Remember, these 5 elements can be in a different order than what’s here, but they are all needed within the lesson. Feel free to use story, humour, creative elements and teach out of who you are. Have fun with it!
Printable PDF: Five Key Elements in Leading a Devotional
SAMPLE PDF: 5 Elements Forgiveness
Discovery Group Study
The Discovery Group Study model, as taught in CS Volunteer Training Workshops is an outline used with great success around the world to help anyone lead a Bible study in an engaging and interactive way that presents God’s truth and applies it to life.
Printable PDF: The Discovery Group Format, Facilitator’s Guide
Printable PDF: Prayer in Discovery Group Studies
Printable PDF: Discovery Group Study print 2 per page
Hook Book Took Look
HOOK, BOOK, LOOK, TOOK is an outline to help you lead a bible study in an engaging and interactive way that presents God’s truth and applies it to life. It provides a clear direction and focus for the truth being presented to help engage participants.
HOOK is something to get people’s attention. You might use a question, a story, a video or something to show them that they need to pay attention and that this is something meaningful for their life.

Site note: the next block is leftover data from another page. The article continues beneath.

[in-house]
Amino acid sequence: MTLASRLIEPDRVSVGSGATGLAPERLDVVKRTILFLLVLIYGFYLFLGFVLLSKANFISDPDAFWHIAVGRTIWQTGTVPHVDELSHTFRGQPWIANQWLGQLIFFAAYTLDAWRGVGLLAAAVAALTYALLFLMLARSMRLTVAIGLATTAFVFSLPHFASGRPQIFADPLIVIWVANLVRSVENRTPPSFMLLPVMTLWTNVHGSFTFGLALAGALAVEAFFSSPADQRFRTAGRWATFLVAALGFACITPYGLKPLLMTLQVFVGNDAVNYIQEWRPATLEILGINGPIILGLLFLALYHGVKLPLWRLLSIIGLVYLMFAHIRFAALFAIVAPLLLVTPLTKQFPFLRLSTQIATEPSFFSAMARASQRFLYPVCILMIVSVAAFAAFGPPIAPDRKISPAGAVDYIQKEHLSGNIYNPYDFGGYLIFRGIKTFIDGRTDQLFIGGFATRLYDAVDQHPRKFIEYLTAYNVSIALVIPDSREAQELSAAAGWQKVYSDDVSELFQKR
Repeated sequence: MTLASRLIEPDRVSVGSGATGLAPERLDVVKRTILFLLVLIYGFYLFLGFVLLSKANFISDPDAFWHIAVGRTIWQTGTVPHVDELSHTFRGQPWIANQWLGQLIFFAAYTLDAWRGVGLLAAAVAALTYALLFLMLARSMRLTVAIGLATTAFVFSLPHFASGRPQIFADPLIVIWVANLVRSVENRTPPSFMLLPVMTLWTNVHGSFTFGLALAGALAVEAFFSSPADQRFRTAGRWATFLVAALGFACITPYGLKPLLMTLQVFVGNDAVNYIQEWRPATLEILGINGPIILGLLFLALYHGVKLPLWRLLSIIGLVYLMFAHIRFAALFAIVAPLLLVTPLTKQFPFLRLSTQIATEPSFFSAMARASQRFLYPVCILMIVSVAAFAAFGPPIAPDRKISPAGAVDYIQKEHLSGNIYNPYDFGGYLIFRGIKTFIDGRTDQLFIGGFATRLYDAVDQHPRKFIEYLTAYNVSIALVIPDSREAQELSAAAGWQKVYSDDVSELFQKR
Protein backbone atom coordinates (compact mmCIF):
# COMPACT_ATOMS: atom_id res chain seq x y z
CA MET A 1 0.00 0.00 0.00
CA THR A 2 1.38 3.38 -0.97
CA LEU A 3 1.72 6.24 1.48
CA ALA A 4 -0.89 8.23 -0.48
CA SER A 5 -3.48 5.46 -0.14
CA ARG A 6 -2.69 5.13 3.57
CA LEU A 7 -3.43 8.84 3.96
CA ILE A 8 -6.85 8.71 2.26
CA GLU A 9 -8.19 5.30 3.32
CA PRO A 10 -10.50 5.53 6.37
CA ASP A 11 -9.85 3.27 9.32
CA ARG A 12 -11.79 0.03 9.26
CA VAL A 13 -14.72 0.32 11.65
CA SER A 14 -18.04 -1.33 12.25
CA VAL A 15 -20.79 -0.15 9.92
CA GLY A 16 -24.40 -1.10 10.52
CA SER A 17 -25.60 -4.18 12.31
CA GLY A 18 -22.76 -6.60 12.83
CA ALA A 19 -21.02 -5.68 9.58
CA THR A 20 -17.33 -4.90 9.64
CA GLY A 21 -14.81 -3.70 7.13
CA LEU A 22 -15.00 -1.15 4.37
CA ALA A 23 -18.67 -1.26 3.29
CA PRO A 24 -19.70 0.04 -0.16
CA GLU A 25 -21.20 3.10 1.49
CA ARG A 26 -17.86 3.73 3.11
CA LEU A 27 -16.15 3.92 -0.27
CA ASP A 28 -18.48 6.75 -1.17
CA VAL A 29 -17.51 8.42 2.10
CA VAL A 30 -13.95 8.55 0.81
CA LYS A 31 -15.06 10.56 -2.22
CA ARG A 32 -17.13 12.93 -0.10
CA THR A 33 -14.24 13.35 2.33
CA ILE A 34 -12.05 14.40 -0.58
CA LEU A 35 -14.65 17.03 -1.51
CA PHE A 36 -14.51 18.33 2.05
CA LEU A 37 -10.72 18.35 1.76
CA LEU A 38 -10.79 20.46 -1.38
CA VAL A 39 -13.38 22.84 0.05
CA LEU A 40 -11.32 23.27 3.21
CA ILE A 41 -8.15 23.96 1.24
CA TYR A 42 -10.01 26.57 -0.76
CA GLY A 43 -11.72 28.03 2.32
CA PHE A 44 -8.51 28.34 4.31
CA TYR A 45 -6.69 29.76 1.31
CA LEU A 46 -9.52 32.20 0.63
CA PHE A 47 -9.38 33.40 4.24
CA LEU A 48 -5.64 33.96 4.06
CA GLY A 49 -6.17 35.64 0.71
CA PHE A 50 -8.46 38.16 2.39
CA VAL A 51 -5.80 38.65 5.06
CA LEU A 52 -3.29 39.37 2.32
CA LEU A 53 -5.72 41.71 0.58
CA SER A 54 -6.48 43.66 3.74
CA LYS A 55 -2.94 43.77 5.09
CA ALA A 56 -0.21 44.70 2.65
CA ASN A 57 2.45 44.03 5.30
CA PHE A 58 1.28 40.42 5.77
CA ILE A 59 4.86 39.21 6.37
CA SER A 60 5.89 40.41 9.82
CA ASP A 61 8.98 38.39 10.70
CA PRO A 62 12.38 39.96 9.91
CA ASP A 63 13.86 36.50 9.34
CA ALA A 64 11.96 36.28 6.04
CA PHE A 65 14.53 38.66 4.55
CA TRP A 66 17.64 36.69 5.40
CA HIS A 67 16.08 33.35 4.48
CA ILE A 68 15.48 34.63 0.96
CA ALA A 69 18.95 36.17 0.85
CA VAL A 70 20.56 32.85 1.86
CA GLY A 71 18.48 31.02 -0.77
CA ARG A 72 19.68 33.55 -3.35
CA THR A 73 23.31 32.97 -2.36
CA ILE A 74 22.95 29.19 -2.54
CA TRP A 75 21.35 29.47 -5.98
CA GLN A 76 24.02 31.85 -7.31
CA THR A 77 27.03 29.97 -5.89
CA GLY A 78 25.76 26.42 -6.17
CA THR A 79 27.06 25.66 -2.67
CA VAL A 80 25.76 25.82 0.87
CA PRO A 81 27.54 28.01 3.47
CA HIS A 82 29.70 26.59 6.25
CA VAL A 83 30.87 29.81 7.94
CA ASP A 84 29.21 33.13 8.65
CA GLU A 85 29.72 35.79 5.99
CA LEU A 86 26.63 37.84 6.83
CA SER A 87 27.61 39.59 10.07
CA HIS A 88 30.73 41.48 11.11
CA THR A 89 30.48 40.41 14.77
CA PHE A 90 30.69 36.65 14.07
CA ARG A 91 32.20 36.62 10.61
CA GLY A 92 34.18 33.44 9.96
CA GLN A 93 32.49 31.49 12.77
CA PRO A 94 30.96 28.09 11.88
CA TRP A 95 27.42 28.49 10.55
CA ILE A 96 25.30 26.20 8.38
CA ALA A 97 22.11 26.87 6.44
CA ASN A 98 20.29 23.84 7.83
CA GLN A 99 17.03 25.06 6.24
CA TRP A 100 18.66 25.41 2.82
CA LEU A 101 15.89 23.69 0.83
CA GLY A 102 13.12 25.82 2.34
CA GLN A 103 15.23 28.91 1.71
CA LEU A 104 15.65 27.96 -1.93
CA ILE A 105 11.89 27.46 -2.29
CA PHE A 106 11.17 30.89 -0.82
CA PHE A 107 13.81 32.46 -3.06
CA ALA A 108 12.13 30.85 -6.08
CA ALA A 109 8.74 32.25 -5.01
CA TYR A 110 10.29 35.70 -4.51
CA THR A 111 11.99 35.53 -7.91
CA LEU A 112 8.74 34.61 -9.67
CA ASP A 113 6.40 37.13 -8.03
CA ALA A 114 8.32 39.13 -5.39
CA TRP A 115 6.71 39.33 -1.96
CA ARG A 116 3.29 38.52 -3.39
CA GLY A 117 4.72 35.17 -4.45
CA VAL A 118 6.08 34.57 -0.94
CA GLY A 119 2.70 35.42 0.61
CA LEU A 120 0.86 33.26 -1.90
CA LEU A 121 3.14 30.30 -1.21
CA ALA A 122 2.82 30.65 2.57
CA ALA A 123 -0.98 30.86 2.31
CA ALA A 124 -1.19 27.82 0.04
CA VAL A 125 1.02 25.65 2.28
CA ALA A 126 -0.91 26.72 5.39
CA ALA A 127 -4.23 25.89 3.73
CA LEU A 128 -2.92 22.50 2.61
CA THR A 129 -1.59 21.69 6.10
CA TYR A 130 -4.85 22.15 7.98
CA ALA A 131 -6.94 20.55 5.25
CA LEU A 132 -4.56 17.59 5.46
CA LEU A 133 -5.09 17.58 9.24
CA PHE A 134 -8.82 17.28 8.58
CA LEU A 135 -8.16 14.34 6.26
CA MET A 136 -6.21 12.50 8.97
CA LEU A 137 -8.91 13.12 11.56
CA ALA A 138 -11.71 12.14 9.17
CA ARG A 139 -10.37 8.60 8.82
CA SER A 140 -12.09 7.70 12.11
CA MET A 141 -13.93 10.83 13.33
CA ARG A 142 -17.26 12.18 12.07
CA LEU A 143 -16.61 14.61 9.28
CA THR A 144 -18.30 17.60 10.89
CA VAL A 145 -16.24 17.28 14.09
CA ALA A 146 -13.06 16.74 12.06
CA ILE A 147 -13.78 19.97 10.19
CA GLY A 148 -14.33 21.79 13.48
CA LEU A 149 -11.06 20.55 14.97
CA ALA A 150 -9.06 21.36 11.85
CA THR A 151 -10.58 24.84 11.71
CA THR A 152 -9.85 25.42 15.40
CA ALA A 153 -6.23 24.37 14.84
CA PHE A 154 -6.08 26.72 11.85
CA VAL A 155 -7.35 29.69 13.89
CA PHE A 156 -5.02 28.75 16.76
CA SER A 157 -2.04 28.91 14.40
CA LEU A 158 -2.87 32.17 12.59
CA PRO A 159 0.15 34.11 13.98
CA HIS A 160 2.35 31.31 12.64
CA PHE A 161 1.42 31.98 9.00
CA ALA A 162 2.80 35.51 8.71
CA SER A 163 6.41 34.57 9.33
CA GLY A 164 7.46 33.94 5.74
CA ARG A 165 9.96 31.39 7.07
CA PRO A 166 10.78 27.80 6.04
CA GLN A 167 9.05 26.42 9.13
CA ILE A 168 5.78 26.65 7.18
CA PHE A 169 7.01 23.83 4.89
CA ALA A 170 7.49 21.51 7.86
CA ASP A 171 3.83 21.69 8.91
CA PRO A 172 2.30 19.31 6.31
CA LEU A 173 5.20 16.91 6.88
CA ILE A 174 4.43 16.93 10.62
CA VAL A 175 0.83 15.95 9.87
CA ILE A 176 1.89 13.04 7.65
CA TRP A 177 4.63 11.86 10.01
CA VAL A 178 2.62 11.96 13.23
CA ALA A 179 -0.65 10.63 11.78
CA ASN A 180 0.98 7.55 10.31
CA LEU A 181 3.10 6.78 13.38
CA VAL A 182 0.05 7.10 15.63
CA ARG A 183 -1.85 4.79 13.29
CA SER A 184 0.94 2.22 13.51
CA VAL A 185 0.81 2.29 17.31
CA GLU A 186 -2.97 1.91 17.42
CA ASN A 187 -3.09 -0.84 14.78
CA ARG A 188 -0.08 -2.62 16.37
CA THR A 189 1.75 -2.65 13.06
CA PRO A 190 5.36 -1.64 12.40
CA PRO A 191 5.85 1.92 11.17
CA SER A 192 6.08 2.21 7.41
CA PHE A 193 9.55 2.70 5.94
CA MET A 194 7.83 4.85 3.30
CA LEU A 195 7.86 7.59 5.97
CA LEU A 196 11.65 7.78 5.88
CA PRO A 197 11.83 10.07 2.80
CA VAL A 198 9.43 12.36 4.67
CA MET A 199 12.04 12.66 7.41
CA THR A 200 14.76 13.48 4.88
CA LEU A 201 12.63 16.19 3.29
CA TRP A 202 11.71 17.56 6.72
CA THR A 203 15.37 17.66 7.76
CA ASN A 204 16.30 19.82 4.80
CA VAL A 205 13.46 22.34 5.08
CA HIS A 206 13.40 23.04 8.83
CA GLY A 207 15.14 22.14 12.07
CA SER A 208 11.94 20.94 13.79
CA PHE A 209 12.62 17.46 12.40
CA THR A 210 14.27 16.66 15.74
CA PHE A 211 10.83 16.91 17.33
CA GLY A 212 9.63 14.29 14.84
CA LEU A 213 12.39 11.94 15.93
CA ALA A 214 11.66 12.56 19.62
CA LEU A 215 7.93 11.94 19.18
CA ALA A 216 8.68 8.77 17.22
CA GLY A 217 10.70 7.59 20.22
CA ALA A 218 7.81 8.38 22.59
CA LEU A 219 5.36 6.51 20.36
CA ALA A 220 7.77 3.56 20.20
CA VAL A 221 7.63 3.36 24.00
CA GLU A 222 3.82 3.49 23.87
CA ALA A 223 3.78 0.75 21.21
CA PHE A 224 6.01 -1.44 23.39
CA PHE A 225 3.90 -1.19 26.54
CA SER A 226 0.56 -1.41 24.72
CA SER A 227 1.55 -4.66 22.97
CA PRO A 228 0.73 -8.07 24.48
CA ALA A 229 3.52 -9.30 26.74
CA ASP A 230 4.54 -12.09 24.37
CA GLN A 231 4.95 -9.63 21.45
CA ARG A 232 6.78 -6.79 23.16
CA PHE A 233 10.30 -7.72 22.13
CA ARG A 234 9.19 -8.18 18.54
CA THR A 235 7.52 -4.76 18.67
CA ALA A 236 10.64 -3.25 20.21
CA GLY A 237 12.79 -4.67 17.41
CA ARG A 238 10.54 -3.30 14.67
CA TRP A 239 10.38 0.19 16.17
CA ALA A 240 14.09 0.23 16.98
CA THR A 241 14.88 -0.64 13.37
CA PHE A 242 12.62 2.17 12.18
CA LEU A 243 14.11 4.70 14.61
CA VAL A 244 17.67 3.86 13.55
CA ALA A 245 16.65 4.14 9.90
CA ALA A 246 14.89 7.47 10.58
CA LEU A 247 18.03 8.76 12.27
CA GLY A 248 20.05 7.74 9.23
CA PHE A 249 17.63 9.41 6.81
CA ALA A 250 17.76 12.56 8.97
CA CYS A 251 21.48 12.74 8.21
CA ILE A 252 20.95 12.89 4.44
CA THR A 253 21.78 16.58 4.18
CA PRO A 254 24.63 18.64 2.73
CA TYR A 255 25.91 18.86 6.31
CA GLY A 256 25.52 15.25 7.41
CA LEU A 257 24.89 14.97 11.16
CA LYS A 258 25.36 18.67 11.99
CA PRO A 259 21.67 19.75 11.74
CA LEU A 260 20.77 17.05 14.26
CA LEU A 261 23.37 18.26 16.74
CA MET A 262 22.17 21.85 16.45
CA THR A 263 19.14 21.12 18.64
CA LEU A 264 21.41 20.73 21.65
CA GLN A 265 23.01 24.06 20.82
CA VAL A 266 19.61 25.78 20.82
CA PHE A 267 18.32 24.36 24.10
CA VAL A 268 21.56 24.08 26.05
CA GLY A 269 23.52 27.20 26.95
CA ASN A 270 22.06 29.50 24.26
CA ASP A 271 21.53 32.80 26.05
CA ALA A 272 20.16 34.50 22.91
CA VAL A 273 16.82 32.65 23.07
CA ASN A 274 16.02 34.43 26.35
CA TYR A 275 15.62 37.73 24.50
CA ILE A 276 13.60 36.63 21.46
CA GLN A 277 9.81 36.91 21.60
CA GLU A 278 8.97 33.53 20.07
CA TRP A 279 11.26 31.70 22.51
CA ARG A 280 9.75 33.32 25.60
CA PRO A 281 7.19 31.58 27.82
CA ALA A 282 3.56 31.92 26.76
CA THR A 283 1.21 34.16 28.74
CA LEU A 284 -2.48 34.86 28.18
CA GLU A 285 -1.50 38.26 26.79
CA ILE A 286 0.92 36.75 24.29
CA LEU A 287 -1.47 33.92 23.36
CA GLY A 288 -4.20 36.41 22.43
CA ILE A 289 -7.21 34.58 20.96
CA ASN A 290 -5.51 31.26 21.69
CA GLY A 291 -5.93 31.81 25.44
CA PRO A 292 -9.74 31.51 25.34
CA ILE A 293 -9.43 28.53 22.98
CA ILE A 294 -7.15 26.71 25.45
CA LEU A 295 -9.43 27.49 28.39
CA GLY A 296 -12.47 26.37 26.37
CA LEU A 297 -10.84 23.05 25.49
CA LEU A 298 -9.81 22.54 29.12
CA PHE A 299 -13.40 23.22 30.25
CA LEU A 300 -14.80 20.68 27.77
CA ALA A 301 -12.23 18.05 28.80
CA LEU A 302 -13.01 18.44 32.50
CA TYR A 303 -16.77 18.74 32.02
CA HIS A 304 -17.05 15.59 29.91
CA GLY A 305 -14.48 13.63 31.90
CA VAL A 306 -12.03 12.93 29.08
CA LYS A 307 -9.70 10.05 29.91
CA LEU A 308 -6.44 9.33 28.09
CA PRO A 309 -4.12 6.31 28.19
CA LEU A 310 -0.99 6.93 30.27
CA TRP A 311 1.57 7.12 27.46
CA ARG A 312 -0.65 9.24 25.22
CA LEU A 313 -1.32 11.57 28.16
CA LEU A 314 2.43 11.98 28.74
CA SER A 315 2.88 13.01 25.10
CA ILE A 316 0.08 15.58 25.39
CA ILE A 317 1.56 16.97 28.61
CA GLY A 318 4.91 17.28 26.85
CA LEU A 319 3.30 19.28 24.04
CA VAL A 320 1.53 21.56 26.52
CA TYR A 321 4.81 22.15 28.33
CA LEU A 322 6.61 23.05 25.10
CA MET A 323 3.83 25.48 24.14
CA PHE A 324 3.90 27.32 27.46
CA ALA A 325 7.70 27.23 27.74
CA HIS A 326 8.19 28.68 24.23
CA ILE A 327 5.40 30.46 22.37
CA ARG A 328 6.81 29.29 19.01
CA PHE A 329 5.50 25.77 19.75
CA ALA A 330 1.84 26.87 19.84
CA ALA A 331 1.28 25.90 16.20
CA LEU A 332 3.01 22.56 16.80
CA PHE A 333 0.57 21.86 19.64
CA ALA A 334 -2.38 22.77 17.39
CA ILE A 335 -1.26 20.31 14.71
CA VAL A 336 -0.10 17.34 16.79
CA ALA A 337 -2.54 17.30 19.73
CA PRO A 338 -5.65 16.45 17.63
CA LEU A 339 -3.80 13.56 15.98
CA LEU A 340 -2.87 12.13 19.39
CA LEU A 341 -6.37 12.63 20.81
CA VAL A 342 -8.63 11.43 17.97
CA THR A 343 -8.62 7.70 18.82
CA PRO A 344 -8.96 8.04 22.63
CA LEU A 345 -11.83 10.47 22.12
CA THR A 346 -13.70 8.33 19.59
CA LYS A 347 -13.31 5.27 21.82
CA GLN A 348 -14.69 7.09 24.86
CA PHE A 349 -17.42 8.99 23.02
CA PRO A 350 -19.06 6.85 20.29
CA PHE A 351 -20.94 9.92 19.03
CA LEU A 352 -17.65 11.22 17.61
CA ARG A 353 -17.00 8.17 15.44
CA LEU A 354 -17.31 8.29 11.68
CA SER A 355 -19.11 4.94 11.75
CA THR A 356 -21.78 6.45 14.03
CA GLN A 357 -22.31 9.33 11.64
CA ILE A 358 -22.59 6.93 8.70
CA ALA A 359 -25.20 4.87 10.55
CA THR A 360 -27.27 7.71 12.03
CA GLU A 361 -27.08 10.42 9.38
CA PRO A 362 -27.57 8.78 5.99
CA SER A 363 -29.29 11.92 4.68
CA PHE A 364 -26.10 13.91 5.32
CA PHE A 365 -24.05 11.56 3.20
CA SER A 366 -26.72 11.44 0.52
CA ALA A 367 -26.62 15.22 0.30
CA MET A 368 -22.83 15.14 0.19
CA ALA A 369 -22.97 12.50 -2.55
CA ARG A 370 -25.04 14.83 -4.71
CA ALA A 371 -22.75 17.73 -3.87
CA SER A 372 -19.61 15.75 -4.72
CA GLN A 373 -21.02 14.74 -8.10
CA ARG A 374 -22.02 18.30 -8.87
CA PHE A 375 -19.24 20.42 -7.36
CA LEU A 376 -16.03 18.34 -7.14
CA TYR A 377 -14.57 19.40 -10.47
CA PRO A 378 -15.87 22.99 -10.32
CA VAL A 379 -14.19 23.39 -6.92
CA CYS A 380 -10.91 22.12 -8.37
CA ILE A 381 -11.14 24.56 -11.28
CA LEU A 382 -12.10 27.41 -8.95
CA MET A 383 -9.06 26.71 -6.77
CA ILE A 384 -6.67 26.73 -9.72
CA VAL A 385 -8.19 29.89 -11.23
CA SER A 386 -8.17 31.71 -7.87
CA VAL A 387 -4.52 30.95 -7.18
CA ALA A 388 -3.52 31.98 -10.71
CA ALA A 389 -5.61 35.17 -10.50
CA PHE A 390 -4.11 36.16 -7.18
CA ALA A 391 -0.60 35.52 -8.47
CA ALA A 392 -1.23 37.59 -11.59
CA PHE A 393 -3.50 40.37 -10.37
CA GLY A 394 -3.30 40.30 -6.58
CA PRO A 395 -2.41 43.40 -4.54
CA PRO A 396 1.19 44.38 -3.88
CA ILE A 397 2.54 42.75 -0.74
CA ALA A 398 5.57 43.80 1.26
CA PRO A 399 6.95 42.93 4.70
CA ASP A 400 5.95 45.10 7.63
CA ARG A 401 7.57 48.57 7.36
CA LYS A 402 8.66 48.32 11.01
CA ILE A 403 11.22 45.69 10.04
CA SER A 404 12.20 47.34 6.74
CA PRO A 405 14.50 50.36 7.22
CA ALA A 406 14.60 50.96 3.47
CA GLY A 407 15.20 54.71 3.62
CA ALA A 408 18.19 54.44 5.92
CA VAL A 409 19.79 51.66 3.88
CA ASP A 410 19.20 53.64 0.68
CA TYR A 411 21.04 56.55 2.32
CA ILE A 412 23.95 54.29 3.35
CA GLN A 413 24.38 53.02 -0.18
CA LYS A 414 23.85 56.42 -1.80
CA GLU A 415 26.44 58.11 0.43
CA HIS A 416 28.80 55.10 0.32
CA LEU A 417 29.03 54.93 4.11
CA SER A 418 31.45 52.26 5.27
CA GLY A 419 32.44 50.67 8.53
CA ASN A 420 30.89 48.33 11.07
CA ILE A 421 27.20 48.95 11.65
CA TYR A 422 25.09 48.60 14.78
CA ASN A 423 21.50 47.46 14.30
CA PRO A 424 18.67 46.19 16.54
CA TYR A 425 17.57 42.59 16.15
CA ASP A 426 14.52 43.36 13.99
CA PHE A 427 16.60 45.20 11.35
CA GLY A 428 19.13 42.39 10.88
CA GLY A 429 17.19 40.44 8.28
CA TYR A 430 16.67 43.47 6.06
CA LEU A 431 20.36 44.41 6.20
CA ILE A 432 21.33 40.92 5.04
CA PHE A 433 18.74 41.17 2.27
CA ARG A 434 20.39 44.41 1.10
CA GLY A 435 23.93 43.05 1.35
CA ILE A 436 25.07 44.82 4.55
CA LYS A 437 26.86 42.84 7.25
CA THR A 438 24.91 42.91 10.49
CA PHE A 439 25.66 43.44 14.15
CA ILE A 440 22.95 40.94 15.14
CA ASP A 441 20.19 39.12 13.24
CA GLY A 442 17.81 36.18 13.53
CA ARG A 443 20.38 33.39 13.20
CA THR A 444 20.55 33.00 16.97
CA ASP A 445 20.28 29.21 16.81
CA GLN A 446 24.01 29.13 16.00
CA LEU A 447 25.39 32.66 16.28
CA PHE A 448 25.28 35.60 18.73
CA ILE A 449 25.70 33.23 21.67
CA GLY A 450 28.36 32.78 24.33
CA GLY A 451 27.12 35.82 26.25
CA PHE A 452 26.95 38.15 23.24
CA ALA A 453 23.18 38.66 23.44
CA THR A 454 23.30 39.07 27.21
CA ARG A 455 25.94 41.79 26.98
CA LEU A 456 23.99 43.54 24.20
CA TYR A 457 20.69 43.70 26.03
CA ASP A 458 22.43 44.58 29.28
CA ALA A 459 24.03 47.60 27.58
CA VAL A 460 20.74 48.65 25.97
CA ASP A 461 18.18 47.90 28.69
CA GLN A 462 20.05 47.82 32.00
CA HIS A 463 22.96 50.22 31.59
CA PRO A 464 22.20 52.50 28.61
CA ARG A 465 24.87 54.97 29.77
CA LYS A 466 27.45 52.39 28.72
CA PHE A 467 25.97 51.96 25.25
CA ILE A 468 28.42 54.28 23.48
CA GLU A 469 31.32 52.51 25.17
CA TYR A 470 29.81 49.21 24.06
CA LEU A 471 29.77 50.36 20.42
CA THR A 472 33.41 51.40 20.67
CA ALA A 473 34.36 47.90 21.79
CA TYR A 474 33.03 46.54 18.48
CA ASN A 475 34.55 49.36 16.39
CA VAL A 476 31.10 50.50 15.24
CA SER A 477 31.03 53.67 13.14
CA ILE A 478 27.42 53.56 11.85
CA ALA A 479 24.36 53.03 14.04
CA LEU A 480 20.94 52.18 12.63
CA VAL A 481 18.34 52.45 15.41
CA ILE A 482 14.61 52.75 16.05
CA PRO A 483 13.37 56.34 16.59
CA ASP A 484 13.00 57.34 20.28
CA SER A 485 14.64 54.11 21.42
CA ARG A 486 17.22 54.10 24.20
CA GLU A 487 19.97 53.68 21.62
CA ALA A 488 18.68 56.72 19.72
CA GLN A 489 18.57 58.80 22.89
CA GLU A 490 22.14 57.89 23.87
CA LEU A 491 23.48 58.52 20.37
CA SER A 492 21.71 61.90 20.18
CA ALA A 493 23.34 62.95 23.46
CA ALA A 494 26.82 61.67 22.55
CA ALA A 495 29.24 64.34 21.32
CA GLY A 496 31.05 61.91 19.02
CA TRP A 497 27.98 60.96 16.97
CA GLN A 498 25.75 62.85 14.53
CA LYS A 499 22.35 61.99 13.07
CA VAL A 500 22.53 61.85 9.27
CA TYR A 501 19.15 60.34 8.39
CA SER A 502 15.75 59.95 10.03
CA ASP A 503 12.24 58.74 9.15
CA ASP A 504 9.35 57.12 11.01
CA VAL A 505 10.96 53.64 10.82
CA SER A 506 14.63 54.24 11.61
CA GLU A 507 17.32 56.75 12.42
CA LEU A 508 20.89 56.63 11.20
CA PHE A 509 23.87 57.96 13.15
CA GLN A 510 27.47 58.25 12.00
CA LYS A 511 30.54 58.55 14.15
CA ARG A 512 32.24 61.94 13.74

BOOK is where you use the passage of Scripture or a truth that you are trying to bring understanding to. You want to help the people to understand what the truth is that you are trying to share.
LOOK is taking that truth and then applying it in our lives. This is where things like dialogue, questions, illustrations, stories, and other tools can be used to help people make the connection and application in their lives.
TOOK looks at the question, “How are they actually going to apply it?” It’s the, “So what? If that’s the truth, then what am I going to do about it?”
Printable PDF: Hook Book Look Took
SAMPLE PDF: Forgiven of Many Sins
SAMPLE PDF: Jesus Calms the Storm
SAMPLE PDF: Living in the Light
SAMPLE PDF: True and False Prophets
Small Group Lesson Template-CRU
This is a loose guide to help you prepare and lead a devotional with a small group. It will give you guidance through the objective of the lesson, connecting the study to where they live, leading them through Scripture, and helping them to have a heart-level response to Christ.